Also, as an aside, for those interested in making more efficient use of their computer's resources, there are very useful recommendations here with regard to which services can safely be disabled, set to manual, etc.
»www.blackviper.com/


gwalk
Premium
join:2005-07-27
West Mich.

1 edit
reply to sarah81

According to this Wikipedia page there are a number on non-Microsoft applications requiring BITS:

»en.wikipedia.org/wiki/Background···_Service

The best bet I would think is to leave the computer off until the "Free Time" to avoid FAP. OP indicates a HN9000.



dbirdman
Premium,MVM
join:2003-07-07
usa
kudos:5

said by gwalk:

The best bet I would think is to leave the computer off until the "Free Time" to avoid FAP. OP indicates a HN9000.

But that's the point of the registry fix: You don't have to turn off the computer, you just have to make BITS only operate in the "Free Time."
--
Motosat self-pointing dishes: .74 meter G74 on 127W, SL-5 HD DirecTV|Hughes HN7000S|Verizon UMW190 Air Card|1990 Blue Bird Wanderlodge Bus "Blue Thunder"|Author of hnFAP-Alert, PC-OPI and DSSatTool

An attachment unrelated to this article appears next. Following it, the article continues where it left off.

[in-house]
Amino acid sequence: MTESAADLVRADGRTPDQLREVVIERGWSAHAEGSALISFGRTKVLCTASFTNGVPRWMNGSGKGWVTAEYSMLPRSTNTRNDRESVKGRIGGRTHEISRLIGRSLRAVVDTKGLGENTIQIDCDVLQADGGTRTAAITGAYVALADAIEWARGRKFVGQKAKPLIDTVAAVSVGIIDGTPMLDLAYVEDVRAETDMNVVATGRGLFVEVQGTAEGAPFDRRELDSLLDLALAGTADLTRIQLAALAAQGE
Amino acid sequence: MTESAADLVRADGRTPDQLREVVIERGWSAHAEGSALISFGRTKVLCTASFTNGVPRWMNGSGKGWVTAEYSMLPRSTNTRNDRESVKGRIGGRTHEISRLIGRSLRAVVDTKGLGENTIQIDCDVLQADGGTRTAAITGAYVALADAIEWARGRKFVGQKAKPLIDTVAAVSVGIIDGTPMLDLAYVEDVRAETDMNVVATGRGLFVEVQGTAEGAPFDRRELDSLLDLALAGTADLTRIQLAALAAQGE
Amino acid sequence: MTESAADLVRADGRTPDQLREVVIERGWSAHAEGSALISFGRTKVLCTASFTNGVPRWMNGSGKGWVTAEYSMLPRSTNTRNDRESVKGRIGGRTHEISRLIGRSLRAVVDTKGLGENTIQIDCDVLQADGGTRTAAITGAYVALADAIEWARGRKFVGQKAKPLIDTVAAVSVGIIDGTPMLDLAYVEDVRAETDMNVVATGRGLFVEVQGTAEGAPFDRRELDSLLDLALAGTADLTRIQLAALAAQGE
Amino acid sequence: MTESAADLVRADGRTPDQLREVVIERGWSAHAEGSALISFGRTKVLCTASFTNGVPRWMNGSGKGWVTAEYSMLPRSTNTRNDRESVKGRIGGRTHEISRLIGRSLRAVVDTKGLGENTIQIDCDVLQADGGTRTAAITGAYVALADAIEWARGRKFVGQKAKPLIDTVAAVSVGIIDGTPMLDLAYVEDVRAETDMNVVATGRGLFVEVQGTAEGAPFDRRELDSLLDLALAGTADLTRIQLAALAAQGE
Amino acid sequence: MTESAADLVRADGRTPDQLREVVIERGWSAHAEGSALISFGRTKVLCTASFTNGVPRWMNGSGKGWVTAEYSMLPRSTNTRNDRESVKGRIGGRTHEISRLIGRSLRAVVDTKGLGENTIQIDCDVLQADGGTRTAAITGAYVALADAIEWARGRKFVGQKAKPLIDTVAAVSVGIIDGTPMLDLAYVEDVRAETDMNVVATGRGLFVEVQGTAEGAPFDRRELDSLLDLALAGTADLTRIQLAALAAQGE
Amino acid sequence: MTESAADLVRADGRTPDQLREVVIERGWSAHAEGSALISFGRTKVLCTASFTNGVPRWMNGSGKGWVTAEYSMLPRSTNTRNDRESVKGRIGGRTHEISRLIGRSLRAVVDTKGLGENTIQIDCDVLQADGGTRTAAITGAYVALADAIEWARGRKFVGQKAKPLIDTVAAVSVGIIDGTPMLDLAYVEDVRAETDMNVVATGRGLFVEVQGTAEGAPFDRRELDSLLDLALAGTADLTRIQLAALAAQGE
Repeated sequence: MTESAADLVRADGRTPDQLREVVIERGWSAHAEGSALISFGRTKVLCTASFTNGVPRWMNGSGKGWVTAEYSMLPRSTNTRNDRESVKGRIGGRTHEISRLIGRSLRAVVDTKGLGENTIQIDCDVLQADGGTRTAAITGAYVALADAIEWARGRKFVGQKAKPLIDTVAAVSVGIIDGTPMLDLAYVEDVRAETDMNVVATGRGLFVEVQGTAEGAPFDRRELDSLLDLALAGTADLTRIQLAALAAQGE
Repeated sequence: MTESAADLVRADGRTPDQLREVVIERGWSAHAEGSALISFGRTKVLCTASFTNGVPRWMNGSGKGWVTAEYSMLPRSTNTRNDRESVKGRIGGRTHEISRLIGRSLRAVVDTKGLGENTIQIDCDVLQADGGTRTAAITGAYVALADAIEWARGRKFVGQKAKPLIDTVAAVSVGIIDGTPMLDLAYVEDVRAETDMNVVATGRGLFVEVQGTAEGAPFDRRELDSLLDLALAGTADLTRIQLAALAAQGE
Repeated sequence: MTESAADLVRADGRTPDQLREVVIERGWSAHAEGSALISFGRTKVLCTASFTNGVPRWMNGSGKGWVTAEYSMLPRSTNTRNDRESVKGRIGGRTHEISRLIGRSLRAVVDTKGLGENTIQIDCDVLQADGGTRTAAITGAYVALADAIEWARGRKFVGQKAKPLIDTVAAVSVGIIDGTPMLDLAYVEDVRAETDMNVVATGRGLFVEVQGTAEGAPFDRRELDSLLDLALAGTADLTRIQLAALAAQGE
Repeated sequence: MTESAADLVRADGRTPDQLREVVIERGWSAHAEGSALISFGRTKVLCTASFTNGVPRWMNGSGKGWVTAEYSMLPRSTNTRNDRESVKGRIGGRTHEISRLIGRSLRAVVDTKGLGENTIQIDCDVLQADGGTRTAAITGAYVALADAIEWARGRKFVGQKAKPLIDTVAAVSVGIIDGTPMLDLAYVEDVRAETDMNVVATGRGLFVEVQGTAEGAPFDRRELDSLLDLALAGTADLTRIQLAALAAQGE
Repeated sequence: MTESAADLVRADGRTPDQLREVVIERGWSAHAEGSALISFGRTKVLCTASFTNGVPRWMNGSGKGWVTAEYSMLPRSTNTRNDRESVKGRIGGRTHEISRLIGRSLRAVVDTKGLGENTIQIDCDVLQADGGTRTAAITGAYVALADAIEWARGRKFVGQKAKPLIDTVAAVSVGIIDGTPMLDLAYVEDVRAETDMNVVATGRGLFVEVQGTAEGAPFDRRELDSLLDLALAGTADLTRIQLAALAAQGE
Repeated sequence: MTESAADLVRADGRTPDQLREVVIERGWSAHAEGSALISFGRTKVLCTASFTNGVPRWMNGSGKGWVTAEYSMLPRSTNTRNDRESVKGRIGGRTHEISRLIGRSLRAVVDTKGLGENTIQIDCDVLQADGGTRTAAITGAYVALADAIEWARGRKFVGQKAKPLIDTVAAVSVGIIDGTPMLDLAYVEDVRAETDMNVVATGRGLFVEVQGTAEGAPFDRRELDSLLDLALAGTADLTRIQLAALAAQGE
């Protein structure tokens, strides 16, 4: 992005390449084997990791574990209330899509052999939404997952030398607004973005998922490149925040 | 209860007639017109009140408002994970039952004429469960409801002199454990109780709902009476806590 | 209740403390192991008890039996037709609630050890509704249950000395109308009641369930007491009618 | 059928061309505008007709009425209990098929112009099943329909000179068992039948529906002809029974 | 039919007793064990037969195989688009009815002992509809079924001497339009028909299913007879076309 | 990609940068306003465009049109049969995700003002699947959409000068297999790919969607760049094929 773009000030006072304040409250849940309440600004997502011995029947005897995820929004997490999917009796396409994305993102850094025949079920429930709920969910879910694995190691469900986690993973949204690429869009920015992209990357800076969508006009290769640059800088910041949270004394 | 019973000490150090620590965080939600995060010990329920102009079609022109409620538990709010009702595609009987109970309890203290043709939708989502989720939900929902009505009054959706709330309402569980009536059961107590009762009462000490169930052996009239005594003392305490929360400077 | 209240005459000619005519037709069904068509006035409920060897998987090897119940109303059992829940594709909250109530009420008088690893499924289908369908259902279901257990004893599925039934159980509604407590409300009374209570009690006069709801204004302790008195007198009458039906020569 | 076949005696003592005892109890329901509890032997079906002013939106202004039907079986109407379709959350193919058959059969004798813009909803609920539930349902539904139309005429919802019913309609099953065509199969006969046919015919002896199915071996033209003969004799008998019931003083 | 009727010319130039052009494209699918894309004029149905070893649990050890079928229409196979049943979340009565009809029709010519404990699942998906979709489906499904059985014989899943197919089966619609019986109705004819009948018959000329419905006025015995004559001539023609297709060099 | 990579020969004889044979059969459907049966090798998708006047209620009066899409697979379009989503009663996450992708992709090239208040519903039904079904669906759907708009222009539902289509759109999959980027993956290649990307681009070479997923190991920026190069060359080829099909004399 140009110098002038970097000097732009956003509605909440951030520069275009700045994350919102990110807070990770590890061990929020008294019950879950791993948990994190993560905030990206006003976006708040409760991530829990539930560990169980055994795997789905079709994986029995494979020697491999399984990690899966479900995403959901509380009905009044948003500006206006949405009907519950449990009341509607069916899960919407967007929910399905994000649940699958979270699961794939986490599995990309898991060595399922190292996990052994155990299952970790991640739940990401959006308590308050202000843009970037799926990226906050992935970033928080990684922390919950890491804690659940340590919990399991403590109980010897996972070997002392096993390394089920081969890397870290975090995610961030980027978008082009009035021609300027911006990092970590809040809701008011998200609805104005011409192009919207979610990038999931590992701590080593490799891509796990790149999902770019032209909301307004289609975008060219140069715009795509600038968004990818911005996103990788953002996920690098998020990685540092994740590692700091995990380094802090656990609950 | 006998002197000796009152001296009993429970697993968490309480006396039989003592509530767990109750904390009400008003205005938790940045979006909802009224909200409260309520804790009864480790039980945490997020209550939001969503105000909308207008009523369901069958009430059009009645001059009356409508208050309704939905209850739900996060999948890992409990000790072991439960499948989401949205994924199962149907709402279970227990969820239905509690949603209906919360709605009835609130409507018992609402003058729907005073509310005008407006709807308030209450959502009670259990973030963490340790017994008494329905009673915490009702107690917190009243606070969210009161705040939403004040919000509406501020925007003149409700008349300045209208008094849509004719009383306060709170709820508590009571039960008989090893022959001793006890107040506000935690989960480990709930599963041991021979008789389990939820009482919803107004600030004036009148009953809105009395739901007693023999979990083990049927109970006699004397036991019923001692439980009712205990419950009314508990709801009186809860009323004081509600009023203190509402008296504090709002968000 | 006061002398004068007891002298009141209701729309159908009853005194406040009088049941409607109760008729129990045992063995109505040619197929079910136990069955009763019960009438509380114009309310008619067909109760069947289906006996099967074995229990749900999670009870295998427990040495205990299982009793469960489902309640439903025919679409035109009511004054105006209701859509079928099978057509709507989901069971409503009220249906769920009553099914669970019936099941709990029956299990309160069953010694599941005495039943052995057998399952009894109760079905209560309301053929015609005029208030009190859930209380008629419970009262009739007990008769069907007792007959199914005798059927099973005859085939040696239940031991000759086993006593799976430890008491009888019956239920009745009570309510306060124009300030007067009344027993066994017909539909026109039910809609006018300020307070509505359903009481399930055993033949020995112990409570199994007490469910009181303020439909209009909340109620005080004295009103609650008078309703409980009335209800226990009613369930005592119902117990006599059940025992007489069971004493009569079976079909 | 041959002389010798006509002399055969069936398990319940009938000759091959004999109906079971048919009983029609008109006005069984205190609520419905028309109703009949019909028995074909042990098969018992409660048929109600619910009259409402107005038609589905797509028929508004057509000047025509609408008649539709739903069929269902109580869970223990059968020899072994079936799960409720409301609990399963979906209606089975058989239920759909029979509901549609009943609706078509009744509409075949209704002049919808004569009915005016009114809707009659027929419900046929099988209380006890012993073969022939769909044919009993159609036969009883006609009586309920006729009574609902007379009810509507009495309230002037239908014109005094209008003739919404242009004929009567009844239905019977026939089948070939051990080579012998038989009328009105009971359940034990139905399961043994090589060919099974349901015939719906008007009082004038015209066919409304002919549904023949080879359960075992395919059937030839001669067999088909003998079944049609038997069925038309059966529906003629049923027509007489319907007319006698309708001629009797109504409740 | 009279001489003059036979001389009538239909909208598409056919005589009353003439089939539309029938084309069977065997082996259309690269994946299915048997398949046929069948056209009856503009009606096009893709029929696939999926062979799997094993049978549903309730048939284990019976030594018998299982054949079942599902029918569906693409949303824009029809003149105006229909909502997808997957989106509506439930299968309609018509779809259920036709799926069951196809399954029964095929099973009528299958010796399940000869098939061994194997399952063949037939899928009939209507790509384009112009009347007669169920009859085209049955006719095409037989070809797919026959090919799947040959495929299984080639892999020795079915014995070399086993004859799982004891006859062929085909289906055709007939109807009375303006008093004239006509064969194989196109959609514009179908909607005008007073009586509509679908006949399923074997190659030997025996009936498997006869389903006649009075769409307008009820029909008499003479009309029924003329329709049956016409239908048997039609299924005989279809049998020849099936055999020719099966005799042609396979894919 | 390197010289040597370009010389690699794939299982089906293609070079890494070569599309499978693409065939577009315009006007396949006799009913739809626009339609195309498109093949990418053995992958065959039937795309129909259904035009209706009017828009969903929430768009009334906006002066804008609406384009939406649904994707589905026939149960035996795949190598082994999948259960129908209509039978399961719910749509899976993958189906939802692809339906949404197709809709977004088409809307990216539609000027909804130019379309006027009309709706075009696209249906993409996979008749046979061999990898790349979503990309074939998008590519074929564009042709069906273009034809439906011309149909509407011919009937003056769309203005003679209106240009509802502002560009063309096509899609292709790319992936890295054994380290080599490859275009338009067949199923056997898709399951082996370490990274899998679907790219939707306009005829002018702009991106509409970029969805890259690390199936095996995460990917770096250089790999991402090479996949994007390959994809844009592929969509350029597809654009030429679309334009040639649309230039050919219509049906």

gwalk
Premium
join:2005-07-27
West Mich.

I agree Don, it sounded however that the OP was concerned with FAP and "mysterious usage".
If the OP were to keep the computer off until the free time and then update that would get Him/Her past past FAP.

The poster didn't seem to have usage concerns with the old computer, so once fully updated the new one should be in the same usage pattern.

As for messing with the registry...that could get a little dicy depending on the experience level of the OP.



dbirdman
Premium,MVM
join:2003-07-07
usa
kudos:5

Have you looked at the post about the registry? Using a .reg file to make the change is extremely low risk, as such things go. Certainly no more chancy than editing service entries.



grohgreg
Dunno. Ask The Chief

join:2001-07-05
Dawson Springs, KY
reply to sarah81